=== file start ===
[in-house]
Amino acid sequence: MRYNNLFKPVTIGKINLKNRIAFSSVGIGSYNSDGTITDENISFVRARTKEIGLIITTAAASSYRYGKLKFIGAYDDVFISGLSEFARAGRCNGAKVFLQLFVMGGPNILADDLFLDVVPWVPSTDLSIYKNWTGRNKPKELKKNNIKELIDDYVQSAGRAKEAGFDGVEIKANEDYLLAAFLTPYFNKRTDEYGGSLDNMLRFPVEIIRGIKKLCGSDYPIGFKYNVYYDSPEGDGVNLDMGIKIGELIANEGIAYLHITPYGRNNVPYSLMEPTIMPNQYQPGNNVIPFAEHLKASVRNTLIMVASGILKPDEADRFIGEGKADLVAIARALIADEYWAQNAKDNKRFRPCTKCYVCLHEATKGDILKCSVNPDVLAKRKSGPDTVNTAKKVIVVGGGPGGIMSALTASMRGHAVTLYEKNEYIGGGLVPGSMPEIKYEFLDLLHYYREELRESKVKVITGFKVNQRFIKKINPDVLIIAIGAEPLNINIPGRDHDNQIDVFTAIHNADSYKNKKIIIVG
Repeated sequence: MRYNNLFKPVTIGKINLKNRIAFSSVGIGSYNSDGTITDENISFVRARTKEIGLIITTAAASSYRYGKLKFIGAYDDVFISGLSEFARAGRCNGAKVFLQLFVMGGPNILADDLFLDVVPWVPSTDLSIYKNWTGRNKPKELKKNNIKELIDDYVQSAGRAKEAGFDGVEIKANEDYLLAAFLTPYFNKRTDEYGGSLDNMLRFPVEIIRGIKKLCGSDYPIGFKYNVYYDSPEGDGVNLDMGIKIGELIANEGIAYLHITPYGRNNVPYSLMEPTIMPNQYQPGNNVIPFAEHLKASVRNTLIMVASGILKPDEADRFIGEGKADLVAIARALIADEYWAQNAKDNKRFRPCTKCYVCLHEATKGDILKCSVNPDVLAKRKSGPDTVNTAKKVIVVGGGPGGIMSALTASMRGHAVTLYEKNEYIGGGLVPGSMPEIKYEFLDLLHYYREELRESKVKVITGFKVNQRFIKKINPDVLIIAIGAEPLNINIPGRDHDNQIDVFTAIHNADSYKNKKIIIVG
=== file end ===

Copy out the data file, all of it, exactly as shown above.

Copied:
[in-house]
Amino acid sequence: MRYNNLFKPVTIGKINLKNRIAFSSVGIGSYNSDGTITDENISFVRARTKEIGLIITTAAASSYRYGKLKFIGAYDDVFISGLSEFARAGRCNGAKVFLQLFVMGGPNILADDLFLDVVPWVPSTDLSIYKNWTGRNKPKELKKNNIKELIDDYVQSAGRAKEAGFDGVEIKANEDYLLAAFLTPYFNKRTDEYGGSLDNMLRFPVEIIRGIKKLCGSDYPIGFKYNVYYDSPEGDGVNLDMGIKIGELIANEGIAYLHITPYGRNNVPYSLMEPTIMPNQYQPGNNVIPFAEHLKASVRNTLIMVASGILKPDEADRFIGEGKADLVAIARALIADEYWAQNAKDNKRFRPCTKCYVCLHEATKGDILKCSVNPDVLAKRKSGPDTVNTAKKVIVVGGGPGGIMSALTASMRGHAVTLYEKNEYIGGGLVPGSMPEIKYEFLDLLHYYREELRESKVKVITGFKVNQRFIKKINPDVLIIAIGAEPLNINIPGRDHDNQIDVFTAIHNADSYKNKKIIIVG
Repeated sequence: MRYNNLFKPVTIGKINLKNRIAFSSVGIGSYNSDGTITDENISFVRARTKEIGLIITTAAASSYRYGKLKFIGAYDDVFISGLSEFARAGRCNGAKVFLQLFVMGGPNILADDLFLDVVPWVPSTDLSIYKNWTGRNKPKELKKNNIKELIDDYVQSAGRAKEAGFDGVEIKANEDYLLAAFLTPYFNKRTDEYGGSLDNMLRFPVEIIRGIKKLCGSDYPIGFKYNVYYDSPEGDGVNLDMGIKIGELIANEGIAYLHITPYGRNNVPYSLMEPTIMPNQYQPGNNVIPFAEHLKASVRNTLIMVASGILKPDEADRFIGEGKADLVAIARALIADEYWAQNAKDNKRFRPCTKCYVCLHEATKGDILKCSVNPDVLAKRKSGPDTVNTAKKVIVVGGGPGGIMSALTASMRGHAVTLYEKNEYIGGGLVPGSMPEIKYEFLDLLHYYREELRESKVKVITGFKVNQRFIKKINPDVLIIAIGAEPLNINIPGRDHDNQIDVFTAIHNADSYKNKKIIIVG